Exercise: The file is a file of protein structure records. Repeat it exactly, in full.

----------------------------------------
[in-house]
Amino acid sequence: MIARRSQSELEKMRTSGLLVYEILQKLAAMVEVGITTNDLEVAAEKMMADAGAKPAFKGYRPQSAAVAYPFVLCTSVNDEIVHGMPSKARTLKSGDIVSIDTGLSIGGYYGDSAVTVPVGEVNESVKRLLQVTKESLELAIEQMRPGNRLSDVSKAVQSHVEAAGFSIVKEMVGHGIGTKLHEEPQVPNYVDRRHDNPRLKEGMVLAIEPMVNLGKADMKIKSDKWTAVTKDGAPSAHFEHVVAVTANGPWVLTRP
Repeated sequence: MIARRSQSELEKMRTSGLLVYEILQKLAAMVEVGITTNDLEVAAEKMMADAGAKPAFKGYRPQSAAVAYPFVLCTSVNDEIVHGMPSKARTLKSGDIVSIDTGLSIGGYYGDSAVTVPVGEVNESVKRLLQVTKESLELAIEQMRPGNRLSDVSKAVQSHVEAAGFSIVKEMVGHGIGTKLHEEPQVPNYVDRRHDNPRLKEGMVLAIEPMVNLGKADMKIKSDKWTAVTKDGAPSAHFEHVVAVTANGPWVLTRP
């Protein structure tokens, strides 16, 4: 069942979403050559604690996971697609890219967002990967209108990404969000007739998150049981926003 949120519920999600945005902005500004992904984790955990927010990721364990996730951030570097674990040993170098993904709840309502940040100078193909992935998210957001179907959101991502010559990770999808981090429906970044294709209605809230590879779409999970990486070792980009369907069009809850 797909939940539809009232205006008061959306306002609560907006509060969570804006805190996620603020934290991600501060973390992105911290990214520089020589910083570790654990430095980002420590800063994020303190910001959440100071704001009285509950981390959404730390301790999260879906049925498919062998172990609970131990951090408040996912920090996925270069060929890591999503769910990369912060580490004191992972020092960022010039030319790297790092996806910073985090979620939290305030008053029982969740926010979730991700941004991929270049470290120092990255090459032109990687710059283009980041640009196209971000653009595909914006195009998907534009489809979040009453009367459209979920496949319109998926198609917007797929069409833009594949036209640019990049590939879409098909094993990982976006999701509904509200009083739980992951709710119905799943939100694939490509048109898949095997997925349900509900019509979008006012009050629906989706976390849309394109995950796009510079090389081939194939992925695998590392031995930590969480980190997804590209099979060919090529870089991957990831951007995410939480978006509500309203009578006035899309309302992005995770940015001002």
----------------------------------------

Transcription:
[in-house]
Amino acid sequence: MIARRSQSELEKMRTSGLLVYEILQKLAAMVEVGITTNDLEVAAEKMMADAGAKPAFKGYRPQSAAVAYPFVLCTSVNDEIVHGMPSKARTLKSGDIVSIDTGLSIGGYYGDSAVTVPVGEVNESVKRLLQVTKESLELAIEQMRPGNRLSDVSKAVQSHVEAAGFSIVKEMVGHGIGTKLHEEPQVPNYVDRRHDNPRLKEGMVLAIEPMVNLGKADMKIKSDKWTAVTKDGAPSAHFEHVVAVTANGPWVLTRP
Repeated sequence: MIARRSQSELEKMRTSGLLVYEILQKLAAMVEVGITTNDLEVAAEKMMADAGAKPAFKGYRPQSAAVAYPFVLCTSVNDEIVHGMPSKARTLKSGDIVSIDTGLSIGGYYGDSAVTVPVGEVNESVKRLLQVTKESLELAIEQMRPGNRLSDVSKAVQSHVEAAGFSIVKEMVGHGIGTKLHEEPQVPNYVDRRHDNPRLKEGMVLAIEPMVNLGKADMKIKSDKWTAVTKDGAPSAHFEHVVAVTANGPWVLTRP
């Protein structure tokens, strides 16, 4: 069942979403050559604690996971697609890219967002990967209108990404969000007739998150049981926003 949120519920999600945005902005500004992904984790955990927010990721364990996730951030570097674990040993170098993904709840309502940040100078193909992935998210957001179907959101991502010559990770999808981090429906970044294709209605809230590879779409999970990486070792980009369907069009809850 797909939940539809009232205006008061959306306002609560907006509060969570804006805190996620603020934290991600501060973390992105911290990214520089020589910083570790654990430095980002420590800063994020303190910001959440100071704001009285509950981390959404730390301790999260879906049925498919062998172990609970131990951090408040996912920090996925270069060929890591999503769910990369912060580490004191992972020092960022010039030319790297790092996806910073985090979620939290305030008053029982969740926010979730991700941004991929270049470290120092990255090459032109990687710059283009980041640009196209971000653009595909914006195009998907534009489809979040009453009367459209979920496949319109998926198609917007797929069409833009594949036209640019990049590939879409098909094993990982976006999701509904509200009083739980992951709710119905799943939100694939490509048109898949095997997925349900509900019509979008006012009050629906989706976390849309394109995950796009510079090389081939194939992925695998590392031995930590969480980190997804590209099979060919090529870089991957990831951007995410939480978006509500309203009578006035899309309302992005995770940015001002």